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Tina Fey's acclaimed NBC sitcom 30 Rock led all shows and made history with a record 22 nominations. But outside of that network triumph, cable TV once again dominated the prime-time Emmy award nominations in most major categories.

Premium cable channel HBO led the field with a total of 99 nominations, while NBC finished a distant second with 67. HBO ran away from the pack with its superiority in movies and miniseries.

Grey Gardens, a film starring Drew Barrymore and Jessica Lange as two eccentric relatives of Jacqueline Kennedy Onassis, earned 17 nominations alone. Taking Chance and Generation Kill, two socially conscious productions related to the conflict in Iraq, combined for another 21. One of the nominations for Generation Kill went to Baltimore writer-producer David Simon.

In an effort to widen the field, the Emmys increased the number of nominees in major categories this year; there were seven each for best drama and best comedy. Cable swamped the networks in the most prestigious category of outstanding drama.

Two of the top drama series nominations went to cable channel AMC for Mad Men and Breaking Bad. Mad Men, which made history in 2008 as the first basic cable channel to win as best drama, ran up 16 nominations Thursday - second only to 30 Rock in the number of Emmys for any series.

In addition to being nominated as best drama series, Mad Men also made the cut in the categories of best actor for Jon Hamm and best actress for Elisabeth Moss.

And in a case of network excellence meets cable greatness, Hamm also was nominated for a guest-starring role on 30 Rock.

Other cable nominees in the realm of best drama are HBO's Big Love, Showtime's Dexter and FX's Damages.

The lone network nominees for best drama are ABC's Lost and Fox's House.

All in all, it is a most impressive group, though some folks are sure to be arguing about the snub for the final seasons of FX's The Shield and the Syfy channel's Battlestar Galactica. HBO's True Blood, which is emerging as the channel's first Sunday hit since The Sopranos, also was overlooked.

Among the biggest surprises were those in the category of best comedy, where HBO's Flight of the Conchords and Fox's Family Guy were among those earning nominations.

Conchords is mainly thought of as an off-beat niche program, while Family Guy is only the second animated comedy to ever be nominated. The first was The Flintstones in 1961. Since it lost that year, Family Guy could be the first animated series to ever win the Emmy for best comedy.

It will, though, have a daunting uphill struggle against 30 Rock, which won last year and again brought some much-needed prestige back to network TV with its record setting performance Thursday.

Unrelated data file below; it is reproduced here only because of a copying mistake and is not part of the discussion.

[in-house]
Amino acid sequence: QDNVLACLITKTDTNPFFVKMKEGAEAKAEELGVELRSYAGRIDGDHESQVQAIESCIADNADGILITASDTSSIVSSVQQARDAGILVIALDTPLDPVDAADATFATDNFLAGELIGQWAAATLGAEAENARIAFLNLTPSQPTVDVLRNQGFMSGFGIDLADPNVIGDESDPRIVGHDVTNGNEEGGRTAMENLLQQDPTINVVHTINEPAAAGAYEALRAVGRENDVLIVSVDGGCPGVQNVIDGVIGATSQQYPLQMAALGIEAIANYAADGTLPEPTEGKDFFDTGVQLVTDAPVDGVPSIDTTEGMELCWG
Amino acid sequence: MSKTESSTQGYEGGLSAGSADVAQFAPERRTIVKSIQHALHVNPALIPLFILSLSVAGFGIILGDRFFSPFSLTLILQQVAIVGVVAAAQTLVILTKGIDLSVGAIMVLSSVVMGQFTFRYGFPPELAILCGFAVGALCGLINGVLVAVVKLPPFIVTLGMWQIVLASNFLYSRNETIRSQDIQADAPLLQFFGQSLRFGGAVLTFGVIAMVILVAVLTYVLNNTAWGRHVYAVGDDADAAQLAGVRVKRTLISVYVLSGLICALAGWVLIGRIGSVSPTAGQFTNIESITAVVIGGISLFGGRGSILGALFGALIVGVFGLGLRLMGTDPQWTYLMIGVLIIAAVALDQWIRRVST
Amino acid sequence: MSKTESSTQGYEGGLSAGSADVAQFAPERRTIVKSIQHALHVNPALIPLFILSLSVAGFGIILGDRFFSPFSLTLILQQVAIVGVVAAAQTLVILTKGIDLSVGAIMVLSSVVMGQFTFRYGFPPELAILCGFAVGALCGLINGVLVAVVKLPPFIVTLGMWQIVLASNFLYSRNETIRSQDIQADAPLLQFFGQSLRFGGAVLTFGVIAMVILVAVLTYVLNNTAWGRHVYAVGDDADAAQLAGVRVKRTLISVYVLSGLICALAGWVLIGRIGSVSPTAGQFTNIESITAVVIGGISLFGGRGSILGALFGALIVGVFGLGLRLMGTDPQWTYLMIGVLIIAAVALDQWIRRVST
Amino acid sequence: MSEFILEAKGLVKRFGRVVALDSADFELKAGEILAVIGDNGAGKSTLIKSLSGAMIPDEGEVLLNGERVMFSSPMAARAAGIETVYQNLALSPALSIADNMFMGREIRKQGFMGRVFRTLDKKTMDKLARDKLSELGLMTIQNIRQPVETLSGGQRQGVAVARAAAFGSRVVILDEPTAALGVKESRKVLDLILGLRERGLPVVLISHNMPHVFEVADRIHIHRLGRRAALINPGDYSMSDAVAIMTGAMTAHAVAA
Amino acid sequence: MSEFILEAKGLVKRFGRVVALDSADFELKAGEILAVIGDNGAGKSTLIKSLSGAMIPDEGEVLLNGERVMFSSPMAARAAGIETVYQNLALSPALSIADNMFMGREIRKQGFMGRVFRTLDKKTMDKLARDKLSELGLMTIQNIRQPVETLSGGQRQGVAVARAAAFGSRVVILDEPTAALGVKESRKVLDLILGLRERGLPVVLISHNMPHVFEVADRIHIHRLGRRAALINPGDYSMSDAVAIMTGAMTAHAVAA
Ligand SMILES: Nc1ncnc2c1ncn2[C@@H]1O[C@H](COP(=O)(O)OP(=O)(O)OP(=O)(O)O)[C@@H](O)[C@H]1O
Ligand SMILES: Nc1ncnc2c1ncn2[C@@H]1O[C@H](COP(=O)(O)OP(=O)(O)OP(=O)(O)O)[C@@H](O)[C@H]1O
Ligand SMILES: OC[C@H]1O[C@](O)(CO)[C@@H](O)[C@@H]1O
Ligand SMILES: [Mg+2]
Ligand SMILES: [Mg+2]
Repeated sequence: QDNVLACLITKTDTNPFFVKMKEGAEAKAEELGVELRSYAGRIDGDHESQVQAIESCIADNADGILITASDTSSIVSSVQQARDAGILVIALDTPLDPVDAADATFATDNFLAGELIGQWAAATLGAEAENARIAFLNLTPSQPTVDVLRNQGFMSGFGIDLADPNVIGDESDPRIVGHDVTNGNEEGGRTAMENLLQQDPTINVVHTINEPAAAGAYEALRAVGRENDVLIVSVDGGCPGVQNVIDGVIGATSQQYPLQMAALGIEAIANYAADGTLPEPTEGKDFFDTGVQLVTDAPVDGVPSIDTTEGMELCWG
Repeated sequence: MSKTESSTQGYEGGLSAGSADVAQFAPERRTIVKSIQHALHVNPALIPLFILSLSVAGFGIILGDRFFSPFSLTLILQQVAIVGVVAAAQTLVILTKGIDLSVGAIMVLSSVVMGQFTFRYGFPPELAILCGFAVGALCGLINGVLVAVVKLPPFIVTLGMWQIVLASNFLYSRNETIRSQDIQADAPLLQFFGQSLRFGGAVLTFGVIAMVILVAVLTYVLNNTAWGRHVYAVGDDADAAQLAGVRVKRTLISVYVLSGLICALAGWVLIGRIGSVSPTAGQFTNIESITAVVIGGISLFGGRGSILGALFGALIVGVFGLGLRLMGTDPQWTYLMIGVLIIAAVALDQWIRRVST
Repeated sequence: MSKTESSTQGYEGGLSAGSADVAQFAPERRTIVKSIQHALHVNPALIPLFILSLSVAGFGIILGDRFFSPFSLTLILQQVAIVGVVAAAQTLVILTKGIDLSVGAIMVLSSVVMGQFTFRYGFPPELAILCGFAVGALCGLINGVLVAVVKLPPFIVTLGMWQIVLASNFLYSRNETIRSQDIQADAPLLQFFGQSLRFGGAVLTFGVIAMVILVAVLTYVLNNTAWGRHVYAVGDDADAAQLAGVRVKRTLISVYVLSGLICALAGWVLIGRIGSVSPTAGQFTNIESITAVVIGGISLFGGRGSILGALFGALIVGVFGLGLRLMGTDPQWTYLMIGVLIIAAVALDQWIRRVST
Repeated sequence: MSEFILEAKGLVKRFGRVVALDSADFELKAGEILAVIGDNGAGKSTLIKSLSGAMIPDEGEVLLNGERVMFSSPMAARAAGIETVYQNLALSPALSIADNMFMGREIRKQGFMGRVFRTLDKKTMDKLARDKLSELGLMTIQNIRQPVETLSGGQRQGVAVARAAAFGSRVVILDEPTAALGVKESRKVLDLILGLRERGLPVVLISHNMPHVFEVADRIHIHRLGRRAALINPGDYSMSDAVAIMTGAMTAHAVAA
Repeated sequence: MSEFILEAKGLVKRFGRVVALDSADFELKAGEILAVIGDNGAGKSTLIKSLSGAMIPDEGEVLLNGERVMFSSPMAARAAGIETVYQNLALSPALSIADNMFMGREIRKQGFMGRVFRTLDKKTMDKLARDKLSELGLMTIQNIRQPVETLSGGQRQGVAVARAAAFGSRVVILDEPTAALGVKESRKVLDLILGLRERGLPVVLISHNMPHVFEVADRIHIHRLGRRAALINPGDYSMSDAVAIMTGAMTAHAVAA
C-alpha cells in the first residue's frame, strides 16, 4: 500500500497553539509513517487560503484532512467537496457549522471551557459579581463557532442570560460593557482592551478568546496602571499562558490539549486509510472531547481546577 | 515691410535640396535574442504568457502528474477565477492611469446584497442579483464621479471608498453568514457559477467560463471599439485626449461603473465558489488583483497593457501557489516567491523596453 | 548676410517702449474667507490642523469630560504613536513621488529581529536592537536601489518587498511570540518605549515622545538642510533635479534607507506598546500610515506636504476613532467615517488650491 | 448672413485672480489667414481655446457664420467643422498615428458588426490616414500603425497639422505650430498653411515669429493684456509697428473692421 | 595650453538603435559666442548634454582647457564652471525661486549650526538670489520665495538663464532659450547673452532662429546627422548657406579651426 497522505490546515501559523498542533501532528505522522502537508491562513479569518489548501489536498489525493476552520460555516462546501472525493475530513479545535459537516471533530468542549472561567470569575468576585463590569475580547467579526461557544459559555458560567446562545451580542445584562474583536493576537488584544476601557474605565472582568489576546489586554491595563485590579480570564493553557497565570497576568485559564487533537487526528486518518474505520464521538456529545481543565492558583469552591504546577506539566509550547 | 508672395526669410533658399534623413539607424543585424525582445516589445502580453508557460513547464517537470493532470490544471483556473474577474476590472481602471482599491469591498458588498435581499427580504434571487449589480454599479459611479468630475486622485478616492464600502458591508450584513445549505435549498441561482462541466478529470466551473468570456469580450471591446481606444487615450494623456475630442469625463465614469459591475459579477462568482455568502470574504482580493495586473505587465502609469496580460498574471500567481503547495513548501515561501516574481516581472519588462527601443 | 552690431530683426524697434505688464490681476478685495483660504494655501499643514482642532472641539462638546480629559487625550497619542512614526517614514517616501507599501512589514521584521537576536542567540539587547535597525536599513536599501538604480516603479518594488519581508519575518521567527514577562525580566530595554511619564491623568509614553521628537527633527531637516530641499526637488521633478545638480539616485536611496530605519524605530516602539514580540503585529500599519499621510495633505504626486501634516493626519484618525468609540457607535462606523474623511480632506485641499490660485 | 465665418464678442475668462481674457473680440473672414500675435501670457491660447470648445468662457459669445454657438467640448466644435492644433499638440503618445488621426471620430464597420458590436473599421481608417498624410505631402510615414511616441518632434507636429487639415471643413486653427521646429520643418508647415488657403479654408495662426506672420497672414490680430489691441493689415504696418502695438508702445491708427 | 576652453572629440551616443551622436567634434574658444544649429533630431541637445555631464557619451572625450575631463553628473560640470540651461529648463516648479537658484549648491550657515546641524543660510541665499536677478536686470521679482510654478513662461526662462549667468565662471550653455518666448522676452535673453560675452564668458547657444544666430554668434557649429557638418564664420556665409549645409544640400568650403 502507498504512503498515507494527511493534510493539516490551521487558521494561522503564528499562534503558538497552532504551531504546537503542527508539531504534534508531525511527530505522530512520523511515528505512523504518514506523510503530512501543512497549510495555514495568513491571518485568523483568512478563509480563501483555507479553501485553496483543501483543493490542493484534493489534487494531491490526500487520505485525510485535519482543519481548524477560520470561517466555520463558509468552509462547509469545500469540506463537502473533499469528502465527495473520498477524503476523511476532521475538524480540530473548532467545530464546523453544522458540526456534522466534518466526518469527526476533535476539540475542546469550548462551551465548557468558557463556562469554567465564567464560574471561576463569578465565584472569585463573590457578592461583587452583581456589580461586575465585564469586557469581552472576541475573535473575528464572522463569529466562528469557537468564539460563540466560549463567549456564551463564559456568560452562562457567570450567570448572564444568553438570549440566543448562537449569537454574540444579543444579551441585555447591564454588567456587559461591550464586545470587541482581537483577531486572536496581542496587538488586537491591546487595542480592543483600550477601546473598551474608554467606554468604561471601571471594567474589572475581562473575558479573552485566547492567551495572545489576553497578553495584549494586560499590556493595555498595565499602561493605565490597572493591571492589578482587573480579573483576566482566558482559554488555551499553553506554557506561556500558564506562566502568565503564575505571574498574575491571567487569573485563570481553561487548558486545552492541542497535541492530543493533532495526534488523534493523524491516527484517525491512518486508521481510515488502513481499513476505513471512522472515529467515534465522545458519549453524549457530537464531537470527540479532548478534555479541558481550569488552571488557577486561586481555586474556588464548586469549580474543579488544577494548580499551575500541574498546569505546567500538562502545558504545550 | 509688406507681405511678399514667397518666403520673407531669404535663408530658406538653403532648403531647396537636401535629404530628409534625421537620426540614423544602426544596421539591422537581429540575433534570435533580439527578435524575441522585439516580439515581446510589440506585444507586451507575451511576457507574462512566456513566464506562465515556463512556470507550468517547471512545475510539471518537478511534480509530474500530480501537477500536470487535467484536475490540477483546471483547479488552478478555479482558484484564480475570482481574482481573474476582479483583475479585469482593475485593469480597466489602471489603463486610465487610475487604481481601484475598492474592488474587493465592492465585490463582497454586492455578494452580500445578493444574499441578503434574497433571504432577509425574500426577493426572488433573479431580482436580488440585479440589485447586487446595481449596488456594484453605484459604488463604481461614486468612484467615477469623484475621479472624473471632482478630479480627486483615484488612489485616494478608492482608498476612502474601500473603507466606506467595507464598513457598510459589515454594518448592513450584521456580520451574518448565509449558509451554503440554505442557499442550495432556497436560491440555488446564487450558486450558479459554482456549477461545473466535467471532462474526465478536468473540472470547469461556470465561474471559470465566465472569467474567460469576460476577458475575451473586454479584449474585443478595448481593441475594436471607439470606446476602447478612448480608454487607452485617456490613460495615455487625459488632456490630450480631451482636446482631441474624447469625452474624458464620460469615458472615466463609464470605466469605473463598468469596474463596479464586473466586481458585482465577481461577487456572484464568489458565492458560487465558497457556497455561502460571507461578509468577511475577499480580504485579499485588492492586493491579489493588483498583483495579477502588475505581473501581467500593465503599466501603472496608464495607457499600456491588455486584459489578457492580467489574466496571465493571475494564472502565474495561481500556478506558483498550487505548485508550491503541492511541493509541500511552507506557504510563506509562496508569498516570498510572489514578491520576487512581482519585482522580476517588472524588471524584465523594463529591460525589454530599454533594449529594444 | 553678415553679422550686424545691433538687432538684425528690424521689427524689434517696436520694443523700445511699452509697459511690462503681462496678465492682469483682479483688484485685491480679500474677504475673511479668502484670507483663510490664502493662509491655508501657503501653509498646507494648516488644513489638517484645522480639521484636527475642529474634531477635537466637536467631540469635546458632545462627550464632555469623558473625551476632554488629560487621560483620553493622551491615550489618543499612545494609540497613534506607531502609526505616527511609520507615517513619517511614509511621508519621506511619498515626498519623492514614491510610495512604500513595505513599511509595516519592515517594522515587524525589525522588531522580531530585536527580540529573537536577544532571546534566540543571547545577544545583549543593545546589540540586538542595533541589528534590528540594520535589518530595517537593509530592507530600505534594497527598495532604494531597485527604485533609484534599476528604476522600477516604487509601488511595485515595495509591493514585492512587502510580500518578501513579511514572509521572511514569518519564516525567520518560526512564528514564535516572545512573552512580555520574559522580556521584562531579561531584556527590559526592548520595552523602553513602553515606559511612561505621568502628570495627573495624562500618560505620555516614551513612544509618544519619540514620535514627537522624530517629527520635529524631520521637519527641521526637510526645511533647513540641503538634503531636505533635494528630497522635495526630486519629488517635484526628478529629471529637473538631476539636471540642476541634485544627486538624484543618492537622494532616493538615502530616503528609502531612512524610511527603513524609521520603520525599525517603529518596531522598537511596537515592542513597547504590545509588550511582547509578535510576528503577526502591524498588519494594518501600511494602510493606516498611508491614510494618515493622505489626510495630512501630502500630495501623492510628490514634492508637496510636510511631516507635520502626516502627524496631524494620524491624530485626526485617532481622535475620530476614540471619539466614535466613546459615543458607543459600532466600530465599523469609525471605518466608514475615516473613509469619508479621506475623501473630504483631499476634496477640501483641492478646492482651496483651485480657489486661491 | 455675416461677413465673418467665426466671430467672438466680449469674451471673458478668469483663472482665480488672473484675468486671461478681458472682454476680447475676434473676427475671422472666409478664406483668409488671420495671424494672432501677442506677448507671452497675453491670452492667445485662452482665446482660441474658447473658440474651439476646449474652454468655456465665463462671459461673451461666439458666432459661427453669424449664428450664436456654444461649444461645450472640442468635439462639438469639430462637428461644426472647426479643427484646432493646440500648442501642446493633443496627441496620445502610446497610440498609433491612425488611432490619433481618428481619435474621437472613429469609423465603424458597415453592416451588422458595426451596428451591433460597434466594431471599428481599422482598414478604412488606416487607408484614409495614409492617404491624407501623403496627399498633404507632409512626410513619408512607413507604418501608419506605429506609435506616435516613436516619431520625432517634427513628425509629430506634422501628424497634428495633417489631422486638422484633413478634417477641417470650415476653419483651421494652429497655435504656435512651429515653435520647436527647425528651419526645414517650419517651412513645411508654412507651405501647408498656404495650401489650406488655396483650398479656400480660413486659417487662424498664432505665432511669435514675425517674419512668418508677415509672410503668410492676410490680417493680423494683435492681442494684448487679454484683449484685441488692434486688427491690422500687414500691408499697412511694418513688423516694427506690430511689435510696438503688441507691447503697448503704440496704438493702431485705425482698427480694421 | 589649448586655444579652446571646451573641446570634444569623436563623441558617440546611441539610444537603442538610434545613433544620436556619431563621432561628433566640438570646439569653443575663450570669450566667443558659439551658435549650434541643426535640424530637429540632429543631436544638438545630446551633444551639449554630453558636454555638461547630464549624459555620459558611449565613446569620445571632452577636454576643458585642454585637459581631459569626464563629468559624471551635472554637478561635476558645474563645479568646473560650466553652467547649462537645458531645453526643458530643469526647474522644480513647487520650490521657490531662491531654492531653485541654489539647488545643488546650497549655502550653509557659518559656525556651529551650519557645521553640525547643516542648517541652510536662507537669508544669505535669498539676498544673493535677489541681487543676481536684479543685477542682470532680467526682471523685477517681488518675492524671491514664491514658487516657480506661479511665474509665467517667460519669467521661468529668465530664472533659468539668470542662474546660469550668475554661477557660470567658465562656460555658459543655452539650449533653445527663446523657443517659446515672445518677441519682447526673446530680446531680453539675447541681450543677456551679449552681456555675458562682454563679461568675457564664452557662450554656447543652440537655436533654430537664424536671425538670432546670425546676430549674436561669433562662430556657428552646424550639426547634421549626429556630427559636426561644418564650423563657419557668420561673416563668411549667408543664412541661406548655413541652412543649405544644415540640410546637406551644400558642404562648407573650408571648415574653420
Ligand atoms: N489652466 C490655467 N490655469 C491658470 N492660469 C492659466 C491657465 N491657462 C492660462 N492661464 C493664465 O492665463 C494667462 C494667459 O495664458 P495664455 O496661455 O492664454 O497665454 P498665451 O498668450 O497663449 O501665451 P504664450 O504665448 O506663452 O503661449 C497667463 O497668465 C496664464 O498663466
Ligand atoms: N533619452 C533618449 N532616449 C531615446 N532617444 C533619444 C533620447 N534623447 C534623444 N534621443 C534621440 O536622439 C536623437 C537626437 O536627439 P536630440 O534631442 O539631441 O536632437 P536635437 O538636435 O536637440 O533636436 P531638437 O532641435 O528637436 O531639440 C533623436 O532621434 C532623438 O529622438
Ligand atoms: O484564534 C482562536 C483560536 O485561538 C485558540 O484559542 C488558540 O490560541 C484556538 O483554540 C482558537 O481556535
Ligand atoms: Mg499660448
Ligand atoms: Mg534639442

In addition to the nod as best comedy series, Fey's sitcom about a fictional TV show picked up nominations for best comedy actress for Fey and best comedy actor for Alec Baldwin.

Competing against 30 Rock, Family Guy and Conchords for the best comedy trophy will be NBC's The Office, Showtime's Weeds, HBO's Entourage and the CBS series How I Met Your Mother.

Besides Baldwin, the contenders for best lead actor in a comedy are Steve Carrell (The Office), Jemaine Clement (Flight of the Conchords), Tony Shalhoub (Monk), Charlie Sheen (Two and Half Men) and Jim Parsons (The Big Bang Theory).

Parsons served as co-host of the Emmy nominations announcement show yesterday along with Chandra Wilson, who also picked up a nomination - for her dramatic supporting work in Grey's Anatomy.

Besides Fey, best-actress nominees in comedy are Christina Applegate (Samantha Who?), Sarah Silverman (The Sarah Silver man Program), Mary Louise-Parker (Weeds), Julia Louis-Dreyfus (The New Ad ventures of Old Christine) and Toni Collette (The United States of Tara).

Another of the prestigious categories is best lead actor in a drama series. Competing against Mad Men's Hamm are last year's winner, Bryan Cranston (Breaking Bad,) Michael C. Hall (Dexter), Hugh Laurie (House), Gabriel Byrne (In Treatment) and Simon Baker (The Mentalist).

Along with Mad Men's Moss, the nominees for lead actress in a drama series are Sally Field (Brothers & Sisters), Kyra Sedgwick (The Closer), last year's winner, Glenn Close (Damages), Mariska Hargitay (Law & Order: Special Victims Unit) and Holly Hunter (Saving Grace). All but Field and Hargitay are in cable series.

HBO ran the table on movies and miniseries. Grey Gardens scored 17 nominations - tying the record for the most Emmy nominations for a made-for-TV movie. Other big winners for HBO were the movies Taking Chance, with 10 nominations, and Into the Storm, with 14.

Generation Kill, which was adapted and executive-produced in part by Simon and Ed Burns, was nominated as best mini-series. Simon received his solo nomination in the category of best writing for a movie, miniseries or dramatic special for an episode of the seven-part series titled Bomb in the Garden.

Based on the book of the same title by Evan Wright, the film chronicles what Wright saw as a reporter embedded with the Marines' 1st Reconnaissance Battalion at the start of the conflict in Iraq in 2003.

Another writer with Baltimore ties, Robin Veith, was nominated for the second year in a row for her work on Mad Men. Veith, who was raised in Baltimore but now lives in Los Angeles, is a staff writer on the series about Madison Avenue in the 1960s.

The Emmy voters also took notice of a longtime TV actress by posthumously nominating Farrah Fawcett in the category of outstanding nonfiction special for Farrah's Story, the NBC documentary she made with friend, Alana Stewart, about her battle with cancer. Fawcett died last month at age 62.

The 61st annual Prime Time Emmy Awards telecast will air Sept. 20 on CBS with Neil Patrick Harris as host.

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